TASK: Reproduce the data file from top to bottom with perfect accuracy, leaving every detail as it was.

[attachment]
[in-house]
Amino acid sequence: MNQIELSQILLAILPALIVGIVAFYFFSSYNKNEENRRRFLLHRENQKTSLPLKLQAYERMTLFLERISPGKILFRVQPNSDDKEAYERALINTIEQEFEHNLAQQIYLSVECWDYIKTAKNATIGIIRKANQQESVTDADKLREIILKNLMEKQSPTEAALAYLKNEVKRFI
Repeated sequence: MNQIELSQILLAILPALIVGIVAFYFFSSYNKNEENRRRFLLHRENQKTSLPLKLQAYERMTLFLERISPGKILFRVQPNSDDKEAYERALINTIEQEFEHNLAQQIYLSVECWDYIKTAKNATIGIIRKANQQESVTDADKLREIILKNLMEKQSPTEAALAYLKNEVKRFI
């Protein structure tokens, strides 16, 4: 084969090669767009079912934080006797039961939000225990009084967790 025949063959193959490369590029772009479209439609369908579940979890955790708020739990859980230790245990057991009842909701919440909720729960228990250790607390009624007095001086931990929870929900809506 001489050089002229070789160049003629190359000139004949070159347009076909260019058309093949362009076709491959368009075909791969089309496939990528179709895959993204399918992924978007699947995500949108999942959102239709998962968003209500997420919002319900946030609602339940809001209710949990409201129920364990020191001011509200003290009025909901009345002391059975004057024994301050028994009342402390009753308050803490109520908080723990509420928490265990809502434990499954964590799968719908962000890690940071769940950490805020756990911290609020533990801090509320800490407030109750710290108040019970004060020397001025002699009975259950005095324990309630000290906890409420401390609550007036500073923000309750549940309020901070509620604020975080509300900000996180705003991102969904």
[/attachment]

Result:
[in-house]
Amino acid sequence: MNQIELSQILLAILPALIVGIVAFYFFSSYNKNEENRRRFLLHRENQKTSLPLKLQAYERMTLFLERISPGKILFRVQPNSDDKEAYERALINTIEQEFEHNLAQQIYLSVECWDYIKTAKNATIGIIRKANQQESVTDADKLREIILKNLMEKQSPTEAALAYLKNEVKRFI
Repeated sequence: MNQIELSQILLAILPALIVGIVAFYFFSSYNKNEENRRRFLLHRENQKTSLPLKLQAYERMTLFLERISPGKILFRVQPNSDDKEAYERALINTIEQEFEHNLAQQIYLSVECWDYIKTAKNATIGIIRKANQQESVTDADKLREIILKNLMEKQSPTEAALAYLKNEVKRFI
């Protein structure tokens, strides 16, 4: 084969090669767009079912934080006797039961939000225990009084967790 025949063959193959490369590029772009479209439609369908579940979890955790708020739990859980230790245990057991009842909701919440909720729960228990250790607390009624007095001086931990929870929900809506 001489050089002229070789160049003629190359000139004949070159347009076909260019058309093949362009076709491959368009075909791969089309496939990528179709895959993204399918992924978007699947995500949108999942959102239709998962968003209500997420919002319900946030609602339940809001209710949990409201129920364990020191001011509200003290009025909901009345002391059975004057024994301050028994009342402390009753308050803490109520908080723990509420928490265990809502434990499954964590799968719908962000890690940071769940950490805020756990911290609020533990801090509320800490407030109750710290108040019970004060020397001025002699009975259950005095324990309630000290906890409420401390609550007036500073923000309750549940309020901070509620604020975080509300900000996180705003991102969904």